Sometimes an automotive development team will have a serious challenge dropped in their lap: take a model with a legacy existing since the 50’s, which is now known for being rental car fleet filler, and make it something customers actually want to buy. After a short time with the 2014 Chevrolet Impala, it’s apparent that this particular team stepped up to meet that challenge, but did they succeed?
You really have to sympathize with anyone tasked to revitalized a nameplate with such varied connotations. The Impala and its unmistakable tail fins came to prominence in the late 50’s and continued to be an iconic part of the American landscape throughout several decades. Today, it seems that, barring the odd lowrider, the Impala moniker is better known as a bland fleet vehicle for companies, government agencies, and police interceptors. So how does a team break the car out of such a bland stigma without a hydraulics kit?
A full redesign for starters. Immediately, the new Impala stands miles apart from the preceding generation with a refreshingly stylish facia. The redesign gives the face of the vehicle some sharp features that gives this generation a seriousness that the previous version did not. I venture to say you’d be satisfied if you saw such a grille on a performance-built sedan.
What’s important here is that with a legacy nameplate, it’s easy to go back to the well to the rose-tinted heyday and ape the details of the alpha model, and Chevrolet thankfully went the complete opposite direction with the Impala. While I have no doubt that they looked to it for some inspiration, whatever they took away was quite minimal. Riding on 18, 19 and 20 inch wheels, the car’s profile does look quite hearty.
Nothing out of the ordinary is to be said about the interior. Simple lines and small details to touch points go a long way into sprucing up an average cabin. They’ve continued with the “dual-cockpit” layout that the Malibu has, describing how instruments flow around the driver. If that means everything is easily within reach, then yes, the Impala’s got it.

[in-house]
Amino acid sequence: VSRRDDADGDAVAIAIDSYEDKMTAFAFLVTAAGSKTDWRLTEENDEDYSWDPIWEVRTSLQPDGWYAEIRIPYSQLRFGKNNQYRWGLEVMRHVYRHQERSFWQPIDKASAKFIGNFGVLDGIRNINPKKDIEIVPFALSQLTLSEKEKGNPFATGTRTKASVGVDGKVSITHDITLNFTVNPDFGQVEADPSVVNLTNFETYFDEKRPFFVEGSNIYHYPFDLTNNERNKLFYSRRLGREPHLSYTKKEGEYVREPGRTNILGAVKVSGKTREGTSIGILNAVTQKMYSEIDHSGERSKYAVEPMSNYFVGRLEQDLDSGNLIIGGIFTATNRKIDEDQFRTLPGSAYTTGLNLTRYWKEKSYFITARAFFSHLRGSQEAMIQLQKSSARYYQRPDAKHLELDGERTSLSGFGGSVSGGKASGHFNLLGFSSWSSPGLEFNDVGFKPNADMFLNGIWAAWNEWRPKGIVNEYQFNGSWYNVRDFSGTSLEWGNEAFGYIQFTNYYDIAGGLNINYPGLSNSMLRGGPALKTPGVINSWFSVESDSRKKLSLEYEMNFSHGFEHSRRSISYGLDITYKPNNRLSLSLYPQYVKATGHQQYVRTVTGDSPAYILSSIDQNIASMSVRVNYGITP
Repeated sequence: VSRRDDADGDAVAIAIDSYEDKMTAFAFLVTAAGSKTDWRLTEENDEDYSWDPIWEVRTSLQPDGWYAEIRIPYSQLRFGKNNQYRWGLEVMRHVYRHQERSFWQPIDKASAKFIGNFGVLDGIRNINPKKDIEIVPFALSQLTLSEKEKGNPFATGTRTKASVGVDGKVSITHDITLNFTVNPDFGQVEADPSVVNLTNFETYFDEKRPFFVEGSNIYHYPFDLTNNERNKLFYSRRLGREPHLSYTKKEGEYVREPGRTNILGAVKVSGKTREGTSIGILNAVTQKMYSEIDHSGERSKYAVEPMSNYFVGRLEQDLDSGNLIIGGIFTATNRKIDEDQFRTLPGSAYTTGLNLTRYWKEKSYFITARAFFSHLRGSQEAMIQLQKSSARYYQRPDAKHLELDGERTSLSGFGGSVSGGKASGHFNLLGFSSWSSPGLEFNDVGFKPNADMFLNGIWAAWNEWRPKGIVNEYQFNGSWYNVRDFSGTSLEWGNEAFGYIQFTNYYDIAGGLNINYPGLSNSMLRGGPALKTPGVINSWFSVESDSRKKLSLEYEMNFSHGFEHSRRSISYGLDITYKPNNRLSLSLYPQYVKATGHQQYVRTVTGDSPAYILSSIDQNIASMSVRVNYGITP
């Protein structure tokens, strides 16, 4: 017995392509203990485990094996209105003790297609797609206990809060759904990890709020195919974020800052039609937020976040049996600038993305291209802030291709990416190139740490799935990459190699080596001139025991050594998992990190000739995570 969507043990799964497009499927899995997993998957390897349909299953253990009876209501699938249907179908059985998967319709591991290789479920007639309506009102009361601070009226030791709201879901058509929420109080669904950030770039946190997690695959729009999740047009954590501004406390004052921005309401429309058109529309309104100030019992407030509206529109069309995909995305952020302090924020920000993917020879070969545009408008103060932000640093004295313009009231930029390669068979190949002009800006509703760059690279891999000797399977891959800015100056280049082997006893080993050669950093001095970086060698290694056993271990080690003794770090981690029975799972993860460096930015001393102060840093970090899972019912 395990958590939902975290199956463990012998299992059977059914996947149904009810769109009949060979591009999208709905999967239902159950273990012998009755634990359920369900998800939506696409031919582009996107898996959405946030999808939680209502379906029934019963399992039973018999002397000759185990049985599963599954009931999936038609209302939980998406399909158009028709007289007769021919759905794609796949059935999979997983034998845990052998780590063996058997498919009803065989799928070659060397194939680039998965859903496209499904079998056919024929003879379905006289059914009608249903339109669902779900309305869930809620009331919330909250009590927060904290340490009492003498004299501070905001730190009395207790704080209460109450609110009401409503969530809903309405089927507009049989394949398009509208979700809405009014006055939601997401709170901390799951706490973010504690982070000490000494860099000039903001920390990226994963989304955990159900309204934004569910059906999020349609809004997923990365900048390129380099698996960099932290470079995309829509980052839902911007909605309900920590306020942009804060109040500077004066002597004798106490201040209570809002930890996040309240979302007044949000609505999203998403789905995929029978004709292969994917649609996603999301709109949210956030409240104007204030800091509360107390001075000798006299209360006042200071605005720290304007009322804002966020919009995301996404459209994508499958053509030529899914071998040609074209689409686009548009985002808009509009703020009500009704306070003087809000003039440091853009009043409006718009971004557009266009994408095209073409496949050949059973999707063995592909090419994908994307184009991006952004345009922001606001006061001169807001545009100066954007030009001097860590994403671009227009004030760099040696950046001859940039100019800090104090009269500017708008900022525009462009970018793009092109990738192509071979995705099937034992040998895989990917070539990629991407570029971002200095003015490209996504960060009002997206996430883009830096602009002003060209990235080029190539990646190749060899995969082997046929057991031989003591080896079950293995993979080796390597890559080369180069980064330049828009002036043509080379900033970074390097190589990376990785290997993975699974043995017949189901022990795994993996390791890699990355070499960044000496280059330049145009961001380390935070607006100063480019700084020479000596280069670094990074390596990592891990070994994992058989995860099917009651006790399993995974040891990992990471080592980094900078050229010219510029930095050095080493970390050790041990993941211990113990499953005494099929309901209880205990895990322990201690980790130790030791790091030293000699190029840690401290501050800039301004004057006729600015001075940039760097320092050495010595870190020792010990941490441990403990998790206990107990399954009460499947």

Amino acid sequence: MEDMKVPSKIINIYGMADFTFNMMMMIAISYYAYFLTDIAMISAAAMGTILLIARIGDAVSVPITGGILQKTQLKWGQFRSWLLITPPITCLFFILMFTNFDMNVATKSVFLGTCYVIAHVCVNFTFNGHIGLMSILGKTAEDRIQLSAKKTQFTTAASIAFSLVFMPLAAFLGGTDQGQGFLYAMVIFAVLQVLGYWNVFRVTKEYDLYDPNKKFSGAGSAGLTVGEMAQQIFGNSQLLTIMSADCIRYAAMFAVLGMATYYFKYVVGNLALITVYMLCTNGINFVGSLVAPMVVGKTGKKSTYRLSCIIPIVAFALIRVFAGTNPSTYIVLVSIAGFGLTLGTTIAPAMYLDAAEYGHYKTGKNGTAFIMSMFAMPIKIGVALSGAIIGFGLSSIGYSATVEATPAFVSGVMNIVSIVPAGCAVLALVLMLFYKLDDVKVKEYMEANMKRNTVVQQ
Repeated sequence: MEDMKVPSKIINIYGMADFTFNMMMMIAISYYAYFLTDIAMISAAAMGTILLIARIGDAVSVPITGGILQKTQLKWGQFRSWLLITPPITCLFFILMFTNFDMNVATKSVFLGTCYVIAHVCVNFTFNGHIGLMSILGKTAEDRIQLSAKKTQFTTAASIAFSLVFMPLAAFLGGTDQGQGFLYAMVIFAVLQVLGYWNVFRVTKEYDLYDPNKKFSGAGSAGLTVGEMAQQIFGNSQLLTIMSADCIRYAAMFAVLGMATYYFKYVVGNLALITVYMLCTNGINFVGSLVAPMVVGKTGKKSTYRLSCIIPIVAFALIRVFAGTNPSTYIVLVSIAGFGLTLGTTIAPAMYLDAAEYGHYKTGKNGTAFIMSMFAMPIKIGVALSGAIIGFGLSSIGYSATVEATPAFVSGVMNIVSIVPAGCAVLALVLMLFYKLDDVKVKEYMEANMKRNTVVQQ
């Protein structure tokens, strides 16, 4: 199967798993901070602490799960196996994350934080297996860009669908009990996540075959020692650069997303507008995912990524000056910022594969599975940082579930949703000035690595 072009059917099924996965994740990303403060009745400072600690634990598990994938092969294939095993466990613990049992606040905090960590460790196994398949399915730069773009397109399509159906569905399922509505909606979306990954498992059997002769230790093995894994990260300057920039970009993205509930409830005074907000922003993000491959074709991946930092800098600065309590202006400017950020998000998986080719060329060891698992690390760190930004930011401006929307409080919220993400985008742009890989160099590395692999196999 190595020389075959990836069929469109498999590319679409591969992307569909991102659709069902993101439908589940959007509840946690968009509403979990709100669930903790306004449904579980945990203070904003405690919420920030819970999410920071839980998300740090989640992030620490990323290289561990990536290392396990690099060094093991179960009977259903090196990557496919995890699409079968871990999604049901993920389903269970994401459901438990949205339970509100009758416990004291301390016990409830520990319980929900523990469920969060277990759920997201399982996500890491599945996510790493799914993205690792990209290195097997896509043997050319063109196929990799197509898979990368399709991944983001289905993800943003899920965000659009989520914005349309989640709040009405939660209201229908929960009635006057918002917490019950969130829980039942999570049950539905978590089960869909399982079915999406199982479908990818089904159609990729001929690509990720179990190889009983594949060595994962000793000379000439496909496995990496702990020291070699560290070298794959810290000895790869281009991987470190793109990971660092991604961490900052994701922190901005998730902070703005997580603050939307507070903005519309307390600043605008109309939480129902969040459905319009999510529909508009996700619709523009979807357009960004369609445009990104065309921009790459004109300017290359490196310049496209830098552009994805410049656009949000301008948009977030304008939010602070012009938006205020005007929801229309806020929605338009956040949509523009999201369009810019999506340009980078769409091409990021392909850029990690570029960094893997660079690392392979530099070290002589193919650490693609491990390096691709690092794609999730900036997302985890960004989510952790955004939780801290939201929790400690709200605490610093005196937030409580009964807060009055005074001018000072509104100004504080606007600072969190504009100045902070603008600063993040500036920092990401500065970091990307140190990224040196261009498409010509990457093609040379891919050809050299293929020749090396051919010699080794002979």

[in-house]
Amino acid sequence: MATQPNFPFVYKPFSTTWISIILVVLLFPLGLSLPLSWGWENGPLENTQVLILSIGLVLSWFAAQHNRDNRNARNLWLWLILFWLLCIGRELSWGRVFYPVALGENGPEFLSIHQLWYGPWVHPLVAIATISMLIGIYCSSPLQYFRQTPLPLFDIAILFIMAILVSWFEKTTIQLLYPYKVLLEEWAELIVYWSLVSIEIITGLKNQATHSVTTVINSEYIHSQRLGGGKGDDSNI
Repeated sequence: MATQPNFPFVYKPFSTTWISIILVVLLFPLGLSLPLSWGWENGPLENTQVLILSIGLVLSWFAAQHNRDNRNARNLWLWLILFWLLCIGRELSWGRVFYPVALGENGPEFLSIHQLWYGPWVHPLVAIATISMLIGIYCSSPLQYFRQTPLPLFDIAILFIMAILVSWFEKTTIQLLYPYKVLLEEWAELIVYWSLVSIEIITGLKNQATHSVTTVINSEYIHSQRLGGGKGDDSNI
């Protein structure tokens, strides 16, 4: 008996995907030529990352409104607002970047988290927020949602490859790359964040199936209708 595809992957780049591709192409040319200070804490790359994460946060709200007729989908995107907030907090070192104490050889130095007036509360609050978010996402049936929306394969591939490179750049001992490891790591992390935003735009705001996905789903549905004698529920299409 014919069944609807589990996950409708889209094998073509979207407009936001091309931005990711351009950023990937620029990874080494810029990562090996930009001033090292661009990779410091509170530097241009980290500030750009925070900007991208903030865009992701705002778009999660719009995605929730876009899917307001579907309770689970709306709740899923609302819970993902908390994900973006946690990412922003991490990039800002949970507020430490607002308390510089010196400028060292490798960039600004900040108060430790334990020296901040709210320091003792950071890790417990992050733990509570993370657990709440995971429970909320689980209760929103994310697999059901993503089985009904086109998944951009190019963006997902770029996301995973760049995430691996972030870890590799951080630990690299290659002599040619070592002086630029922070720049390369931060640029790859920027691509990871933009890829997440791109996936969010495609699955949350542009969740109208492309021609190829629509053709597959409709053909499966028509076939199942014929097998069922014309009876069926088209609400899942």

At the center of it all is the MyLink infotainment system which has a list of features long enough to warrant it’s own review. The system doesn’t sport the haptic touches found in Cadillac’s CUE system, but does show Chevy keeping with the times with its tablet-inspired layout. Found on the 8-inch home screen are several apps that connect with an occupant’s phone and allowing many cool features to be used hands-free or with easy to access controls. Pairing my phone and running the Pandora app let me effortlessly access my long forgotten stations, turning the drive through Westchester into an impromptu time travel journey for me and the Chevrolet MyLink specialist who had joined me.
Screens can be customized and arranged into pages to flip through once you collect apps that you’d like to have at the tip of your finger. Apart from all that, the touch screen has one more trick up its sleeve and that it can raise upward with the push of a button to reveal a hidden storage compartment with a USB port behind it. It’s a good place to tuck in anything you want out of sight for a drive, like perhaps an iPod.
The Impala’s target market seems to be the older crowd. Indeed, a member of the sedan’s design team noted that the trunk was design to fit four golf bags. This is the car for the individual who’s kids have left the nest, and now needs something spacious enough to conduct his or her business in comfort, which it certainly has. Front headroom of 39.9 inches and legroom of about 46 inches gives the driver some breathing room. The Impala spent much time in a wind tunnel as well to tune the exterior points specifically to get the wind noise down to the level the team demanded. The ride is comfort-minded as well, and having rolled over several cracked up pavements along the drive, they were hardly noticeable at all.
That’s not to say the Impala dawdles from point to point. The 3.6L direct-injection V6 pumps a respectable 305 hp through a 6-speed automatic transmission and gives it 264 lb-ft of torque. Chevy claims a 0-60 of “just” 6.8 seconds, but realistically, as long as the sedan can overtake safely, which it can, that’s just fine. The Impala doesn’t blow anyone away with performance or handling, even as they lifted the electronic steering system from the Camaro. It does what is expected of it, and that’s perfectly sufficient. If you’re looking for a full sized sedan with punch, wait for the SS; The Impala will have none of these shenanigans.
Throw in ten standard airbags, adaptive cruise control, and you have a safe and easy car that will take the chore out of commuting. Fuel economy isn’t anything to write home about with a claim of 19/city 29/highway, but it’s segment average. The Impala is a good looking, comfortable full sized sedan that can keep up pace with the cars around it. As far as 50 year olds go, I think we should all be so lucky.
Curb Appeal: Highly improved styling brings the Impala out of its rut
Notable Rival of the Week: The pronouncing of “pal” in Impala. It Rhymes with “balla” or “holla”. Or “challah”. Get with the short A’s, people.
Price & Availability: MSRP of $26,725 for the LS. Can go to $35,770 for the 2LTZ
Fuel Economy: 19 mpg city, 29 mpg highway
Bottom Line: Sharp looking sedan worth a look if comfort is paramount over performance.
Words and Photos by – Alex Kalogiannis